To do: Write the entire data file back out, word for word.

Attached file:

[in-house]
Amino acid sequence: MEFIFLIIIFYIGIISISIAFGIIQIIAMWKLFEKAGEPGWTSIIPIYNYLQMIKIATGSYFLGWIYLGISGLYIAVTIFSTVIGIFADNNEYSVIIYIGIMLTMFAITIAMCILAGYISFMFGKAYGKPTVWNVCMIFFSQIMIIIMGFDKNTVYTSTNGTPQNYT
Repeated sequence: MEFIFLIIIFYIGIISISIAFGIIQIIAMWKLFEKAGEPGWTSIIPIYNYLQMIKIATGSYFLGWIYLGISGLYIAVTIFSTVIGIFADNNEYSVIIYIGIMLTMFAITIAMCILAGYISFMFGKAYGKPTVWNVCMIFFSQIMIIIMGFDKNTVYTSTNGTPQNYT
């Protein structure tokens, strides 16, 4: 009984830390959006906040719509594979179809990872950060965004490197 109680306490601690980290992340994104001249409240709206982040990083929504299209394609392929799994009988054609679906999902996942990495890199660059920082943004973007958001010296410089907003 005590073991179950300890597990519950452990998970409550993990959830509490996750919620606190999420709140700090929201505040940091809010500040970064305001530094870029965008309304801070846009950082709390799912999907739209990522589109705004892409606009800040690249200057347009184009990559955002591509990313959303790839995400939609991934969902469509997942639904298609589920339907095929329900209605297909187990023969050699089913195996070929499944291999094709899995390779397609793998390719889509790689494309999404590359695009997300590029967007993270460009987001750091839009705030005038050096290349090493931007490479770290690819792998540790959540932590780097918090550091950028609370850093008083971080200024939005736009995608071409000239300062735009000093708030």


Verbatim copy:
[in-house]
Amino acid sequence: MEFIFLIIIFYIGIISISIAFGIIQIIAMWKLFEKAGEPGWTSIIPIYNYLQMIKIATGSYFLGWIYLGISGLYIAVTIFSTVIGIFADNNEYSVIIYIGIMLTMFAITIAMCILAGYISFMFGKAYGKPTVWNVCMIFFSQIMIIIMGFDKNTVYTSTNGTPQNYT
Repeated sequence: MEFIFLIIIFYIGIISISIAFGIIQIIAMWKLFEKAGEPGWTSIIPIYNYLQMIKIATGSYFLGWIYLGISGLYIAVTIFSTVIGIFADNNEYSVIIYIGIMLTMFAITIAMCILAGYISFMFGKAYGKPTVWNVCMIFFSQIMIIIMGFDKNTVYTSTNGTPQNYT
């Protein structure tokens, strides 16, 4: 009984830390959006906040719509594979179809990872950060965004490197 109680306490601690980290992340994104001249409240709206982040990083929504299209394609392929799994009988054609679906999902996942990495890199660059920082943004973007958001010296410089907003 005590073991179950300890597990519950452990998970409550993990959830509490996750919620606190999420709140700090929201505040940091809010500040970064305001530094870029965008309304801070846009950082709390799912999907739209990522589109705004892409606009800040690249200057347009184009990559955002591509990313959303790839995400939609991934969902469509997942639904298609589920339907095929329900209605297909187990023969050699089913195996070929499944291999094709899995390779397609793998390719889509790689494309999404590359695009997300590029967007993270460009987001750091839009705030005038050096290349090493931007490479770290690819792998540790959540932590780097918090550091950028609370850093008083971080200024939005736009995608071409000239300062735009000093708030």